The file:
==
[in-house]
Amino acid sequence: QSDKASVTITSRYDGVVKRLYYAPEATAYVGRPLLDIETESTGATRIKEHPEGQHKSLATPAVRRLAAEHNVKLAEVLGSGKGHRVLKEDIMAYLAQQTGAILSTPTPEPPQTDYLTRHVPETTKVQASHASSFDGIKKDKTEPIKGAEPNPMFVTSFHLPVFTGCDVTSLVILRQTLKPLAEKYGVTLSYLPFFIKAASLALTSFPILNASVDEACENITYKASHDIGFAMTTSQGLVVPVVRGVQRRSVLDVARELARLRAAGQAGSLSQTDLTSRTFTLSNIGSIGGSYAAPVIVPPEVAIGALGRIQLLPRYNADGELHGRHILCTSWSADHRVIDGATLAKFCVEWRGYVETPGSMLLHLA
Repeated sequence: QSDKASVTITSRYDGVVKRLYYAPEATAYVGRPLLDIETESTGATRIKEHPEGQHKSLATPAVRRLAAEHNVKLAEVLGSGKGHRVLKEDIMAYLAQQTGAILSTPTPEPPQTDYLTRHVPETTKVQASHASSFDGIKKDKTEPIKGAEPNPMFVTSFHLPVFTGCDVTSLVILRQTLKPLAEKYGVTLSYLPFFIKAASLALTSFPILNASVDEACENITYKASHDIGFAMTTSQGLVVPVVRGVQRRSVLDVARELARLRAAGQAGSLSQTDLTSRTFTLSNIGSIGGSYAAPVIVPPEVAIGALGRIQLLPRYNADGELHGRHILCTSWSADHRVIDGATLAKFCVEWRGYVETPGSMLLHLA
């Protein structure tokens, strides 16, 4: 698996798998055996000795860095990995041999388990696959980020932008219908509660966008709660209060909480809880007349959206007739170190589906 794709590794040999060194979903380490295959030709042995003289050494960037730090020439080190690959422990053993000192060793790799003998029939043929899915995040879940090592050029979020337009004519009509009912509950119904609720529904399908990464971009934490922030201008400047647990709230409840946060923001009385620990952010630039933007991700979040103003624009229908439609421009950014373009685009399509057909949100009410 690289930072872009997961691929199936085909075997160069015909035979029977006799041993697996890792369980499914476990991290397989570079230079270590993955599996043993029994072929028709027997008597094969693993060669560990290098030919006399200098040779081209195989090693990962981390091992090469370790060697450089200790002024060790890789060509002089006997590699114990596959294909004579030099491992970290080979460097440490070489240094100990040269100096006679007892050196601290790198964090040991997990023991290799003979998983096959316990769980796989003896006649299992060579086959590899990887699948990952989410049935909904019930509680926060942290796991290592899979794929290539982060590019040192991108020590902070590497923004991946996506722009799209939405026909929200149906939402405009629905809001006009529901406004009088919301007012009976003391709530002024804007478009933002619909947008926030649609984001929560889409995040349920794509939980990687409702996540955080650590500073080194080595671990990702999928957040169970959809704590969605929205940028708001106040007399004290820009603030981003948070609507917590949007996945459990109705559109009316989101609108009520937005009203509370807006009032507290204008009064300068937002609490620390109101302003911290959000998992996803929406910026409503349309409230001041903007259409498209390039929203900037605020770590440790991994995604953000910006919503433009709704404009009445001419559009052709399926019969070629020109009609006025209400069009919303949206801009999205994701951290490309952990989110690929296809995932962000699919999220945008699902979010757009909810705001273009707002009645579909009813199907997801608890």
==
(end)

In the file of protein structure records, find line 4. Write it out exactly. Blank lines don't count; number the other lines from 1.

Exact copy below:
């Protein structure tokens, strides 16, 4: 698996798998055996000795860095990995041999388990696959980020932008219908509660966008709660209060909480809880007349959206007739170190589906 794709590794040999060194979903380490295959030709042995003289050494960037730090020439080190690959422990053993000192060793790799003998029939043929899915995040879940090592050029979020337009004519009509009912509950119904609720529904399908990464971009934490922030201008400047647990709230409840946060923001009385620990952010630039933007991700979040103003624009229908439609421009950014373009685009399509057909949100009410 690289930072872009997961691929199936085909075997160069015909035979029977006799041993697996890792369980499914476990991290397989570079230079270590993955599996043993029994072929028709027997008597094969693993060669560990290098030919006399200098040779081209195989090693990962981390091992090469370790060697450089200790002024060790890789060509002089006997590699114990596959294909004579030099491992970290080979460097440490070489240094100990040269100096006679007892050196601290790198964090040991997990023991290799003979998983096959316990769980796989003896006649299992060579086959590899990887699948990952989410049935909904019930509680926060942290796991290592899979794929290539982060590019040192991108020590902070590497923004991946996506722009799209939405026909929200149906939402405009629905809001006009529901406004009088919301007012009976003391709530002024804007478009933002619909947008926030649609984001929560889409995040349920794509939980990687409702996540955080650590500073080194080595671990990702999928957040169970959809704590969605929205940028708001106040007399004290820009603030981003948070609507917590949007996945459990109705559109009316989101609108009520937005009203509370807006009032507290204008009064300068937002609490620390109101302003911290959000998992996803929406910026409503349309409230001041903007259409498209390039929203900037605020770590440790991994995604953000910006919503433009709704404009009445001419559009052709399926019969070629020109009609006025209400069009919303949206801009999205994701951290490309952990989110690929296809995932962000699919999220945008699902979010757009909810705001273009707002009645579909009813199907997801608890």